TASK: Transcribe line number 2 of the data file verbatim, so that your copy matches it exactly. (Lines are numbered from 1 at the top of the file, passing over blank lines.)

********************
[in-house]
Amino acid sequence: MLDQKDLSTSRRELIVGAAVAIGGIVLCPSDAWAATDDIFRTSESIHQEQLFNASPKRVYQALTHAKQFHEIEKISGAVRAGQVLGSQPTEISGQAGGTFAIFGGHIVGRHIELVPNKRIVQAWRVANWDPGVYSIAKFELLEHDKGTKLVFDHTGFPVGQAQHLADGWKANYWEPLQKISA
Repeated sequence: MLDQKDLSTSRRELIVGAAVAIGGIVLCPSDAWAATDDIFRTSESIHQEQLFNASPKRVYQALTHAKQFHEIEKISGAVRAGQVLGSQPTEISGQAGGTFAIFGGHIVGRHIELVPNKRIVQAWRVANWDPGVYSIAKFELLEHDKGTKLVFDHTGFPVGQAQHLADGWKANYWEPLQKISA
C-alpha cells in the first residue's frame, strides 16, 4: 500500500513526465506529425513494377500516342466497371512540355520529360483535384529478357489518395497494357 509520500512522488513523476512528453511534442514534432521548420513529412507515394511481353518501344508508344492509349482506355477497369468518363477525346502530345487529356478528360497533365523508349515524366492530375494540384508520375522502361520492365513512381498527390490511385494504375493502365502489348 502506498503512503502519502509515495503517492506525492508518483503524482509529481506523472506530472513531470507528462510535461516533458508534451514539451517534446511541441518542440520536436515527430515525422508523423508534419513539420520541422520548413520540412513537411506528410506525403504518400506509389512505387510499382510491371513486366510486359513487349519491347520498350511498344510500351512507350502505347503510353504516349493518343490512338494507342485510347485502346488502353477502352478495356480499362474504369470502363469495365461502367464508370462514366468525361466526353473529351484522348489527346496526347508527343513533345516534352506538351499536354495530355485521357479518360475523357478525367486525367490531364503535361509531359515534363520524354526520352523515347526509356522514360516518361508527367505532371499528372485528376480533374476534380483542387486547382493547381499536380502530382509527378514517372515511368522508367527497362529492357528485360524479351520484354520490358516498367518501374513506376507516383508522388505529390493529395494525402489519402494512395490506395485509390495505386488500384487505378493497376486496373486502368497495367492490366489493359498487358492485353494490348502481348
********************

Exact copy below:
Amino acid sequence: MLDQKDLSTSRRELIVGAAVAIGGIVLCPSDAWAATDDIFRTSESIHQEQLFNASPKRVYQALTHAKQFHEIEKISGAVRAGQVLGSQPTEISGQAGGTFAIFGGHIVGRHIELVPNKRIVQAWRVANWDPGVYSIAKFELLEHDKGTKLVFDHTGFPVGQAQHLADGWKANYWEPLQKISA